Organizational Culture of Google
Professor: Dr. Stephanie Hoon
BUS 520 Leadership and Organizational Behavior
August 24, 2014
Sergey Brin and Larry Page who were PhD Students at Stanford University met in 1996 and they came up with the idea of starting a search engine that they named BackRub. However on 14th September 1997, the two students renamed this search engine to Google and in the year 1998 this organization was launched officially. The term Google was derived from the word googol which refers to digit one (1) followed by hundredth (100) zeros. Studies show that, Google receives millions of users on daily basis and it is estimated that this organization is worth billions of US dollars. In addition to this, Google has proven to be among the leading organizations with diverse cultures and has been named as the best performing organization that ingrates Culture and Diversity in Decision Making process. Some of the Awards that have been given to Google include: Hispanic Bar Association of Orange County, Organizational Excellence Award, and Diversity in IT Award, UK IT Industry Award, and National Association of the Deaf Accessibility Award among many other Awards. Google’s Culture
The bottom line of Google’s success across the globe stems from the culture that has been developed by the key stakeholders in the organization. It is indeed quite evident that, Google has grown considerably since 1998 when the company was officially launched and currently, its employees are more than 200, and come from all parts of the globe. I will examine Google’s culture of ethical standards and behavior as well as observable organizational policies in the Company. Although Googlers share common goals and visions for the company, Google hail from all walks of life and speak dozens of languages, reflecting the global audience that Google serve. And when not at work, Googlers pursue interests ranging from cycling to beekeeping, from frisbee to foxtrot. The culture of ethical standards and behavior in Google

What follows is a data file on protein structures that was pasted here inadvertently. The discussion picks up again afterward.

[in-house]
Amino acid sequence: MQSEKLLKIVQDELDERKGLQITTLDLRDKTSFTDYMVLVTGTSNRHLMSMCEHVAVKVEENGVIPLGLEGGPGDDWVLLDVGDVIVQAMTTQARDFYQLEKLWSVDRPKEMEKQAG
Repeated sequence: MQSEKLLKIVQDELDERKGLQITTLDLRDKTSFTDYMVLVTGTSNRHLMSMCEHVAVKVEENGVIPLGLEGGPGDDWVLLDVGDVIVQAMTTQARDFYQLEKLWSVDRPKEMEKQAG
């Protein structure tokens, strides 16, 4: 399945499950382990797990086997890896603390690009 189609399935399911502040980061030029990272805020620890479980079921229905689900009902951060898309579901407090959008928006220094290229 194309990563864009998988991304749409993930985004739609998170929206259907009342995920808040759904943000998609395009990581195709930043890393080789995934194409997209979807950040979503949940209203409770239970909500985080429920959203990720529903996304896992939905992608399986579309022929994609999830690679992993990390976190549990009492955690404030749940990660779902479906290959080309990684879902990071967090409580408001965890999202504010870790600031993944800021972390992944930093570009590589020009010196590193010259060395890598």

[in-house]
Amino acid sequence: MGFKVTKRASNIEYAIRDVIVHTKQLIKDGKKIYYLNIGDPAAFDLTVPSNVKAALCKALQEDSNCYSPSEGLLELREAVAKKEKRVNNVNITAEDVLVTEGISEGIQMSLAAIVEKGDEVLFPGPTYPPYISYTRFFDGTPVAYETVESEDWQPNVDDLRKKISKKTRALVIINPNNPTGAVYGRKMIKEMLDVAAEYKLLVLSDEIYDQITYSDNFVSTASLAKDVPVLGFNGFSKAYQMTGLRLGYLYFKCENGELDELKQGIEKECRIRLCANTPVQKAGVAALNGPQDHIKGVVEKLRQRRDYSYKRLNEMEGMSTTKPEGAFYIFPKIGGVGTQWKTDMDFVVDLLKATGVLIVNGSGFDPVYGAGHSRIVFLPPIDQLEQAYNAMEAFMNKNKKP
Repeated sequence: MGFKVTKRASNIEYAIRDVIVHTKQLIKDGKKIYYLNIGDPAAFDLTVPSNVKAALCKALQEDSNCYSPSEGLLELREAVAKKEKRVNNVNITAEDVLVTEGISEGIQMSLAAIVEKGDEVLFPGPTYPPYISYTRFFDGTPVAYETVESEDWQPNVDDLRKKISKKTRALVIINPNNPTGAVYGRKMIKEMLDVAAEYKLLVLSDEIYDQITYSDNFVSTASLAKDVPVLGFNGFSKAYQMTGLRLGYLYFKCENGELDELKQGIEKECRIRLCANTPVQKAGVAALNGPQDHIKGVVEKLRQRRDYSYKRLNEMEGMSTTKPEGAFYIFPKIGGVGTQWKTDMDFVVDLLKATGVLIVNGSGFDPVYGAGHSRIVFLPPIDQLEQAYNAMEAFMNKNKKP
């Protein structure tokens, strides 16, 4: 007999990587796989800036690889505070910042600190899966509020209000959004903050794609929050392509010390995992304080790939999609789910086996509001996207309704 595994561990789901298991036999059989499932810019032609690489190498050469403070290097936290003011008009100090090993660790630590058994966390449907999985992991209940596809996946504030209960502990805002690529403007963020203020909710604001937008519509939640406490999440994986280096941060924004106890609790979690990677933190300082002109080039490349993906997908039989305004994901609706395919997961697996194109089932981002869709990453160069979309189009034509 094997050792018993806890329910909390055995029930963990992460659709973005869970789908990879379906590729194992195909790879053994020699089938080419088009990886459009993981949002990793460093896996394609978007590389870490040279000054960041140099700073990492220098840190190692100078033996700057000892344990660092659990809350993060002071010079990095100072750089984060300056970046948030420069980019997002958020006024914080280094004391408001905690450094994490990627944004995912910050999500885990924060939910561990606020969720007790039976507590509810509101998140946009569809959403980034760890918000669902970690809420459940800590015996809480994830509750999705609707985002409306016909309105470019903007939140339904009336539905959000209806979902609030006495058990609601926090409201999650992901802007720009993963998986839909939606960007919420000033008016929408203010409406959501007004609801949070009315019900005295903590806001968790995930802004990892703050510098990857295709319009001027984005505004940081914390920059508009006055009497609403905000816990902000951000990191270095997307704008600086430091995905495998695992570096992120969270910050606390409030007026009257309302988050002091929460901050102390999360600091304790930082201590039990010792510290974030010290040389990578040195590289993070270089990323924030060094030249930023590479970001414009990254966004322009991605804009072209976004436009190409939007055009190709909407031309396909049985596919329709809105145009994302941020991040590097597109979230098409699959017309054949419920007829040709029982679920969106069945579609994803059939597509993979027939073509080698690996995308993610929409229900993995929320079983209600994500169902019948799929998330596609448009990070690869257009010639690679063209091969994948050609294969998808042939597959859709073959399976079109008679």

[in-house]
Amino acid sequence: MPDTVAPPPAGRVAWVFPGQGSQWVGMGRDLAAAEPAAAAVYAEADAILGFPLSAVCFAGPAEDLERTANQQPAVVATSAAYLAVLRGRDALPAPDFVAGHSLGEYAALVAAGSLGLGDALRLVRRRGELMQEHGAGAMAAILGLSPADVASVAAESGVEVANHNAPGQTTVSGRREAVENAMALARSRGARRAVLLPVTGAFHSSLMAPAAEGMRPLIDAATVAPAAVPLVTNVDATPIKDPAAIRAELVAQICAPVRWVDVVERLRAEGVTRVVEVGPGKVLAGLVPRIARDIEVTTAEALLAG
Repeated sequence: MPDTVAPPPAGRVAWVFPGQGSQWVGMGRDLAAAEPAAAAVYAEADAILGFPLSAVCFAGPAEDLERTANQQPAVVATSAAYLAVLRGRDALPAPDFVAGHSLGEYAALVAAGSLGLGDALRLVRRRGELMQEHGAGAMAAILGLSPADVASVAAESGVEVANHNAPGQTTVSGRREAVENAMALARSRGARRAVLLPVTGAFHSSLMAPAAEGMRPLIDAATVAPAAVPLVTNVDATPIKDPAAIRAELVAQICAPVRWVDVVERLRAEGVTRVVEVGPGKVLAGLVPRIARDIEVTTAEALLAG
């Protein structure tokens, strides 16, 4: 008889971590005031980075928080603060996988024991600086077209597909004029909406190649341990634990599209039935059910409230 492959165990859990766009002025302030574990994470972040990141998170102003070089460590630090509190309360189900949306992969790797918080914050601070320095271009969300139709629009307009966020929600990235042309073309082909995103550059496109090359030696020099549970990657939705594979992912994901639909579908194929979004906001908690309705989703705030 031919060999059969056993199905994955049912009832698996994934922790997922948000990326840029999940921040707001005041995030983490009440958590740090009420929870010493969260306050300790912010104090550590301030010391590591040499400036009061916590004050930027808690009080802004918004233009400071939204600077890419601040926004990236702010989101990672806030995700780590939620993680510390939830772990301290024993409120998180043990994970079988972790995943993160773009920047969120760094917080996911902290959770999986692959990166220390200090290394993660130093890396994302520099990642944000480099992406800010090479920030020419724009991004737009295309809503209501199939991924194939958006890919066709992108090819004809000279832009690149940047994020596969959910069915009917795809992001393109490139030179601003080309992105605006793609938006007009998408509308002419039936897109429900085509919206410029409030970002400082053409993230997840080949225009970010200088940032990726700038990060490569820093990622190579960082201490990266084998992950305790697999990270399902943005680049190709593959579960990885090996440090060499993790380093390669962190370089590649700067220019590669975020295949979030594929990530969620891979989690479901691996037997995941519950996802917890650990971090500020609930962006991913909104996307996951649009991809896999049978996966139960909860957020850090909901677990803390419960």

Typically, employees of Google Company are smart people and coming from various parts of the globe, they speak different languages and their cultures vary. As a matter of fact, these employees are expected to serve all customers without any favor or discrimination, thus “Don’t be evil” is key to Google’s stakeholders, members of staff and all employees working for Google Company. This statement is very vital to Google Company and it is expected that, everyone working in the Company as well as other members of staff should respect one another and above all honor those laws and guiding principles that have been established in the organization especially when it comes to the entire process of decision making (Weber, 2008).
In addition to that, clients’ information is vital in the Company and the company expects every employee and other members of staff to ensure that customers’ information and data is given adequate protection from unauthorized access. The company expects that, all its employees maintain high levels of integrity at all time and any employee or staff member who is found to have jeopardized his work by exposing clients information and data to unauthorized access is held liable for all the damages caused will be forced to pay for the ultimate price of his negligence of duty (Schermerhorn, 2012). If there was ever a decline in the web searching service, Google will have to adapt to the new demand. This is why it important for them to strive to hire the smartest and the brightest within the field. Google has the employees to adapt to a decline in the web searching service, the employees that they currently have and will be able to hire will be able to adapt to any other business that Google wants to become during this decline.(Bulygo, 2013)
Furthermore, protection of Google’s assets is very important to all employees and staff members of this company. It is...
References: Flamholtz, E., & Randle, Y. (2011). Corporate Culture: The Ultimate Strategic Asset. Palo Alto: Stanford University Press.
Frost, P. J. (2009). Organizational culture. Beverly Hills u.a: Sage Publ
Schein, E. H. (2010). Organizational culture and leadership. San Francisco: Jossey-Bass
Schermerhorn, J. R. (2012). Organizational behavior (12th ed.). Danvers, MA: John Wiley & Sons, Inc. `
Weber, S. (2008). Organizational behavior - Google corporate culture in perspective. München: GRIN Verlag GmbH.
Bulygo, Z(2013, Feb 11) Insidw google ' culture of success and employee happiness.[Web Log Post]. Rettirved from http://blog.kissmetrics. com/google-culture-of-success/
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